Of all the products we get from chickens, meat and eggs are the most important. They are cheap, easy to raise, and provide a mouthful of nutrients that our bodies need. For example, assuming a 2,000 Calorie diet, one half chicken breast with skin and bone removed (86 grams) contains more than 20% of a person’s daily values of protein, vitamin B3 (niacin), vitamin B6, phosphorus, and selenium, plus other nutrients in smaller quantities. That amount of chicken breast with the skin removed contains just 5% of one’s daily value of fat and 24% of cholesterol. About the same quantity of eggs (88 grams: two medium-sized eggs or one large and one small), contain more than 20% of your daily value of protein, riboflavin, and selenium, plus vitamin B12 (19%) and phosphorus (17%) with just 14% of your daily fat. On the downside, that amount of eggs contains 124% of your daily cholesterol. 

A hen with her chicks in Ecuador.

For those of you wondering, chickens are not on my life list of birds. Domesticated birds or wild birds captured as pets (or in zoos for that matter) do not count. Seeing a chicken is becoming easier, however, as several municipalities, including Columbia, MO, have changed their laws in recent years to allow the keeping of hens in backyards or community gardens. New York City, San Francisco, and Los Angeles, among many others, allow residents to have a limited amount of chickens in their yards, too.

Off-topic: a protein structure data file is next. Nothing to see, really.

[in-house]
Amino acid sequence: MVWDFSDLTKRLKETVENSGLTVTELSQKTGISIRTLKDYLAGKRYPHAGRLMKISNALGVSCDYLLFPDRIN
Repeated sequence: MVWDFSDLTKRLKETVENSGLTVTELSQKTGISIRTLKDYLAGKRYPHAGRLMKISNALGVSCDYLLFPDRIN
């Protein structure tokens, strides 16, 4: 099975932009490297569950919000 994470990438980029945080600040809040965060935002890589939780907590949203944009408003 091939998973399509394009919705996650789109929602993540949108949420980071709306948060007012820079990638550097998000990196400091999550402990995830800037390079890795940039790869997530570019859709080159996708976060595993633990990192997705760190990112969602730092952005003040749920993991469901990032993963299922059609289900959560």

Although chickens originated in the forests of Asia, they are now a global bird. The only remaining question is, “why did the chicken cross the road?”


To escape the cleaver-wielding human, of course.

Footnotes

*The "up to ten billion" number of Red-billed Queleas pops up on various sites, including the Wikipedia entry. I followed Wikipedia's citation to a trail guide site (http://www.trails.com/arts/amazing-bird-records.aspx) that provides no documentation (and it not an ornithological organization anyway), so who knows where this number came from. I hesitate to give credence to a perhaps unreliable source. According to BirdLife International, the global population of Red-billed Queleas has not been quantified and it gives no numerical estimate or range, but it does note that "the species is described as possibly the most abundant bird in the world." Perhaps we'll have a better idea in the near future.


**The red junglefowl is native to Bangladesh, Bhutan, Cambodia, mainland China, India, Indonesia, Laos, Malaysia, Myanmar, Nepal, Pakistan, Phiippines, Singapore, Thailand, Timor-Leste, and Vietnam. Although the red jungle fowl is captured by people to eat, its forest habitat is being cut, and hybridization with domestic chickens is diminishing the population of wild red jungle fowl, the species is rated as “Least Concern” by Birdlife International, which means that it is no imminent danger of becoming threatened, vulnerable, endangered, or extinct in the wild (and if all those pressure are not enough to cause concern, you can imagine what birds in those categories are going through!).